Sandhurst comes from the Old English ‘hyrst’ meaning a ‘wooded hill’ with ‘sand’
as ‘sand’; therefore, a ‘sandy wooded-hill’.
Sandhurst parish church is a Grade: II listed building, dedicated to Saint Nicholas.
The Normans built it in the 13th century as a nave and chancel church with the aisles
and tower added in the following century. In 1460, John Kebyll cast and hung a bell.
Joseph Hatch added a treble and second in 1607, and a tenor in 1619. In 1678, William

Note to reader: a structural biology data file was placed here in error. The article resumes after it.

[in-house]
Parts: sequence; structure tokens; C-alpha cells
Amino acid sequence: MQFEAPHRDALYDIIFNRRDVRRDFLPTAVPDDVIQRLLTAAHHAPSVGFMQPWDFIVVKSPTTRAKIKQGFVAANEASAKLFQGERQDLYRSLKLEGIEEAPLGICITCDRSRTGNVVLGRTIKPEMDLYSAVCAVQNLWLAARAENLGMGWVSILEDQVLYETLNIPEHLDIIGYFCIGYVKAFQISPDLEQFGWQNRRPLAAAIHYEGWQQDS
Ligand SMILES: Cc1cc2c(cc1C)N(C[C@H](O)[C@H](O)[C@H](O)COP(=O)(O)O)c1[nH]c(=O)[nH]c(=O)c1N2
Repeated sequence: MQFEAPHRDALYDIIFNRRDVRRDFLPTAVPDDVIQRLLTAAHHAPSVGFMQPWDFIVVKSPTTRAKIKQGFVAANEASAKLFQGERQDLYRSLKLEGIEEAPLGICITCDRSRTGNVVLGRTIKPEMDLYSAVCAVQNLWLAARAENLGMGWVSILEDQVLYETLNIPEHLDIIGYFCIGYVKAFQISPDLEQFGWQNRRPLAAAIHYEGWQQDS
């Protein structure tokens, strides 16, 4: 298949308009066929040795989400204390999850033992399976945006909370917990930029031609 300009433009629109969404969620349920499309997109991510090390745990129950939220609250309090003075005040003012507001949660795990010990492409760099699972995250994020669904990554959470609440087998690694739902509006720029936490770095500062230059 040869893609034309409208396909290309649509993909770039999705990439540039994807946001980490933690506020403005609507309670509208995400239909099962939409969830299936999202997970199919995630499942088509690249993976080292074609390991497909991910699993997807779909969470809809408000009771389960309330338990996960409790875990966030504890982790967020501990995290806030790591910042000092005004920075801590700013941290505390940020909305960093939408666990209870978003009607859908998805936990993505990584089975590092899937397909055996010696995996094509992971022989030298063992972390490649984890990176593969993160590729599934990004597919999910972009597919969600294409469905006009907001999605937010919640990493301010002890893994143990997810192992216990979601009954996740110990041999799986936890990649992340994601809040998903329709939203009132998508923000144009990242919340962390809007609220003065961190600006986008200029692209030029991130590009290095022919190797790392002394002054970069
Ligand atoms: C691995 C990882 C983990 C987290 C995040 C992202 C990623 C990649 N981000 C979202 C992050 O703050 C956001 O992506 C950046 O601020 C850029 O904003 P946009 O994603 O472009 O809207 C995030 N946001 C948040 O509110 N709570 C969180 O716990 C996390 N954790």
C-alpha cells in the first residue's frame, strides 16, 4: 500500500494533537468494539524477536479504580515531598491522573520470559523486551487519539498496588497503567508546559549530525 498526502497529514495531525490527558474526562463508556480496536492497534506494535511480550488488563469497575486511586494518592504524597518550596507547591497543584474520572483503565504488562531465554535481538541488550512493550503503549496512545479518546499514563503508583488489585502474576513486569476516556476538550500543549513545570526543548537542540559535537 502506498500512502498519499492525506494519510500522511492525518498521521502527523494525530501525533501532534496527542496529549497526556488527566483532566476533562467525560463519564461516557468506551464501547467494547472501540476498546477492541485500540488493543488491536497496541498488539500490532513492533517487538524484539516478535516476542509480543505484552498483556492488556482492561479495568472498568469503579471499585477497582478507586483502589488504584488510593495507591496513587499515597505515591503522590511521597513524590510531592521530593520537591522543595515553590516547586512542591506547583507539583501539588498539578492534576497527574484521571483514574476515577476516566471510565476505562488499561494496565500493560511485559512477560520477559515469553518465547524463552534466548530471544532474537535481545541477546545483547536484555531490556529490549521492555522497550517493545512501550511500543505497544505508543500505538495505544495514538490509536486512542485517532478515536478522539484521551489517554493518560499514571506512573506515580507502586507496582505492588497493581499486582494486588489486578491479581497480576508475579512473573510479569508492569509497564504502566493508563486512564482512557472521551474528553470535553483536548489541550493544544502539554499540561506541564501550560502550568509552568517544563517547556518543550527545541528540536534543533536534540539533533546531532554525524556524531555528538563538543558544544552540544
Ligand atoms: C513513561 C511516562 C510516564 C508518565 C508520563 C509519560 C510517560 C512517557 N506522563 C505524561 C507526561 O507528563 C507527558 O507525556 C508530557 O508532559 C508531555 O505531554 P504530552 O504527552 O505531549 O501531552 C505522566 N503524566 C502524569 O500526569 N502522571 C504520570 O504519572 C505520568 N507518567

Hill completed the five. In 1799, Edward Hasted described the St Nicholas church
as consisting of ‘two isles and two chancels, with a square tower, in which are five
bells’. In 1875, the Gothic revival ecclesiastical architect Richard Herbert Carpenter
heavily restored the Sandhurst church by largely rebuilding the chancel. Mears and
Stainbank augmented the bells to six with a treble in 1931.